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Posts Tagged ‘weekly Volcano Watch’

VolcanoWatch 26 June 2011

Posted by feww on June 26, 2011

VoW: The Restive Kīlauea

Kīlauea: Probably the World’s Most Active Volcano

Kīlauea is the youngest volcano on the Big Island of Hawai`i.


The active lava lake in Pu`u `Ō `ō and its levee. View looking east into Pu`u `Ō `ō, its crater partly filled by lava flows accumulating on the crater floor. The active lava lake in the crater is 205 m (673 ft) long and varies in width from 80–115 m (262–377 ft). The West Gap pit is in the central foreground, and the Puka Nui and MLK pits are to the right (the MLK pit is in back). The crater has filled in vertically about 100 m (328 ft) since the crater collapsed on March 5, 2011, at the start of the uprift Kamoamoa eruption. It still has about 12 m (39 ft) to go to reach the level of the crater floor prior to the collapse. Source of image and caption: HVO. Click images to enlarge.


Lighter-colored patches of lava on the crater floor are recent overflows. Source: HVO.


Along with overflows, low-level spattering from points wandering around the perimeter of the lava lake continually builds up the levee that impounds the lake. Source: HVO.


The lava lake’s levee stands up to 8 m (26 ft) above the surrounding crater floor. This steep-sided levee impounds the lava and forms what is called a “perched” lava lake. Pieces of the rim occasionally collapse into the lake, leading to sudden and fast-moving overflows of lava onto the crater floor. Source: HVO.


Map of Kīlauea. Source: HVO

  • Location: 19.425ºN 155.292ºW
  • Elev.: 1,277 m a.s.l.
  • Area: 1,430 km2 (13.7% of Hawai`i)
  • Volume: 25,000-35,000 km3

Click HERE for more images and information …

Weekly Volcanic Activity Report

(based on SI /USGS report for 15 June – 21 June 2011)

New activity/unrest:

FEWW Map of Volcanoes


Map of Volcanoes. Background Map: University of Michigan. Designed and enhanced by Fire Earth Blog. Click image to enlarge.

Ongoing Activity

Current Alerts for U.S. Volcanoes

  • Kilauea Watch Orange 2011-06-25 07:53:30
  • Pagan Advisory Yellow 2011-06-24 10:23:48
  • Long Valley Volcanic Center Normal Green 2011-06-24 17:58:30
  • Mauna Loa Normal Green 2011-06-04 07:16:42
  • Hualalai Normal Green 2011-06-04 07:16:42
  • Haleakala Normal Green 2011-06-04 07:16:42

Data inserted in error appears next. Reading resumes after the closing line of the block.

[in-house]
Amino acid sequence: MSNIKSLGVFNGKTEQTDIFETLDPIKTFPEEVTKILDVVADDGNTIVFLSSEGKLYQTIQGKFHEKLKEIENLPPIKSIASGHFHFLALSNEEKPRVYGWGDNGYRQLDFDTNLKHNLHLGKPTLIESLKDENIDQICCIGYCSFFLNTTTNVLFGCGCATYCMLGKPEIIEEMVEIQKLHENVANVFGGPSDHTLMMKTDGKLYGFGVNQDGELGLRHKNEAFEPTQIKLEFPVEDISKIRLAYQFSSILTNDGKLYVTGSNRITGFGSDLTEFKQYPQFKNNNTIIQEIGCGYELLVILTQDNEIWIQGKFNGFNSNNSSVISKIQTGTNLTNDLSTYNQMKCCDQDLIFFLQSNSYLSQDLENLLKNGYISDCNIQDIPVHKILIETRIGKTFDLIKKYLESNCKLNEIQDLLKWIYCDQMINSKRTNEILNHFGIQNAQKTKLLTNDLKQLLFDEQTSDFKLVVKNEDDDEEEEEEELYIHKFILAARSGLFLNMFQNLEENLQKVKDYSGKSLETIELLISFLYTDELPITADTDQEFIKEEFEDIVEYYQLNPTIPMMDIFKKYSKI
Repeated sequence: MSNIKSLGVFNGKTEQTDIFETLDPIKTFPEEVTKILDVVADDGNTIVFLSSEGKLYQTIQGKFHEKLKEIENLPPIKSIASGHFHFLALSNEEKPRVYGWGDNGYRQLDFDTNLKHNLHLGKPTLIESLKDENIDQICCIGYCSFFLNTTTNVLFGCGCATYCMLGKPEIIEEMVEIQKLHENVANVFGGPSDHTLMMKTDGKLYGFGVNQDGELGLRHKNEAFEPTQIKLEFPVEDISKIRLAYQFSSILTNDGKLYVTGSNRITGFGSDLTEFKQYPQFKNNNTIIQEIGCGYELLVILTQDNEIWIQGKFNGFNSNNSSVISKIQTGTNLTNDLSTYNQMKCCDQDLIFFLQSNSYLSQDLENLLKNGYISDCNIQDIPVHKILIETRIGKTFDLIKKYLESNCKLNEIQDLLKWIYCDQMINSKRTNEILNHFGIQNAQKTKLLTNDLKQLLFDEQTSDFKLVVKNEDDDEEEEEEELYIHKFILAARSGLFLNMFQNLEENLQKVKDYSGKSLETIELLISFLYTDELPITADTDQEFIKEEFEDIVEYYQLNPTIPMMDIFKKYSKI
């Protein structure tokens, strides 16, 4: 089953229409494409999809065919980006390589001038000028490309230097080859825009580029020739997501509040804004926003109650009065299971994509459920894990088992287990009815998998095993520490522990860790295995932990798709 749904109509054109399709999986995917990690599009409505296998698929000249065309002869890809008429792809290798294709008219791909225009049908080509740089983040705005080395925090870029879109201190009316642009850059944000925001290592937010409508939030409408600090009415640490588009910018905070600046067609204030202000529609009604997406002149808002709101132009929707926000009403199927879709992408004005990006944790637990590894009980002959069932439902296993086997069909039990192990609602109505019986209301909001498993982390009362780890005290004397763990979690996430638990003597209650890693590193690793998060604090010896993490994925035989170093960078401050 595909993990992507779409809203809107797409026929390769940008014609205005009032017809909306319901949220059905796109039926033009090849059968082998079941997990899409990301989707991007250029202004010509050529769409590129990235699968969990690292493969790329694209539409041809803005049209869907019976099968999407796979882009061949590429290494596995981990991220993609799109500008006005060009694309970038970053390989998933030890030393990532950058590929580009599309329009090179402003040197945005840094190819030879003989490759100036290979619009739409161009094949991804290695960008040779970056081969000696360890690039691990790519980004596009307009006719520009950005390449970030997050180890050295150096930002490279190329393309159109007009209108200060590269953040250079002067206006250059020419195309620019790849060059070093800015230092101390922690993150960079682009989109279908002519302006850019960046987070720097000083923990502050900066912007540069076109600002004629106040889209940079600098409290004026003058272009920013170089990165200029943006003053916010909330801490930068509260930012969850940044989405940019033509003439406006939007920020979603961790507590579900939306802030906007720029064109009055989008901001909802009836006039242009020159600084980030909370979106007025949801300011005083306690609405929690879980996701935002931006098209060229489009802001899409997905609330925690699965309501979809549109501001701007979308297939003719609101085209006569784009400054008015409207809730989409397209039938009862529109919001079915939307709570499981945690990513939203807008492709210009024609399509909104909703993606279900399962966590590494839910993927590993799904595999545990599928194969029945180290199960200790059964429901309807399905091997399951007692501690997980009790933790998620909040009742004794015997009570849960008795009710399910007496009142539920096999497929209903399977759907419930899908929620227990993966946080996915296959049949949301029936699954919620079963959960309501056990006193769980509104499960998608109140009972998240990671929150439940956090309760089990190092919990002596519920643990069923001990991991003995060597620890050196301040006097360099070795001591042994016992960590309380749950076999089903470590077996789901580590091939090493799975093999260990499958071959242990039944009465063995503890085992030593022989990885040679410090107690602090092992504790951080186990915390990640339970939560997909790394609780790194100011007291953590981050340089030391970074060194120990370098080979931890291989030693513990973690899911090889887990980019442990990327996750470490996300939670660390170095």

• Mauna Kea Normal Green 2011-06-04 07:16:42
  • Yellowstone Normal Green 2011-06-01 14:15:51
  • Lo`ihi Unassigned 2011-06-04 07:16:42

US Volcanoes: Webcams

Related Links

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VolcanoWatch Weekly [25 June 2009]

Posted by feww on June 25, 2009

Volcanic Activity Report:  17 June – 23 June 2009

Source: Global Volcanism program (GVP) – SI/USGS Weekly Volcanic Activity Report

New activity/unrest:

Notes:

The eruption from Sarychev Peak that began on 11 June continued through the 19th. Another explosive eruption on 15 June was followed by a plume that extended 360 km NW. Ash clouds from earlier explosions reached 13.7 km (45,000 feet) altitude. Ash emissions continued during 17-18 June.

During 21 June ash plumes from Rinjani rose to an altitude of 3 km (10,000 ft) and drifted 55 km N. (Source: GVP)

Volcano of the Week: Rabaul Caldera

Rabaul caldera, named after the town of Rabaul (town is built inside the caldera), is a large volcano in East New Britain, Papua New Guinea. Its Tavurvur  and Vulcan cones erupted in 1994, devastating Rabaul and killing about a dozen people. It’s 1937 eruption killed more than 500 people.

Country: Papua New Guinea
Geographical region: New Britain
Volcano Type: Pyroclastic shield
Last Known Eruption: 2009 (continuing)
Summit Elevation: 688 m  (2,257 feet)
Latitude: 4.271°S  (4°16’15″S)
Longitude: 152.203°E  (152°12’10″E)
Source: Global Volcanism Program (GVP)


Tavurvur volcano – part of Rabaul Caldera –– Papua New Guinea. Image Credit and Licensing details.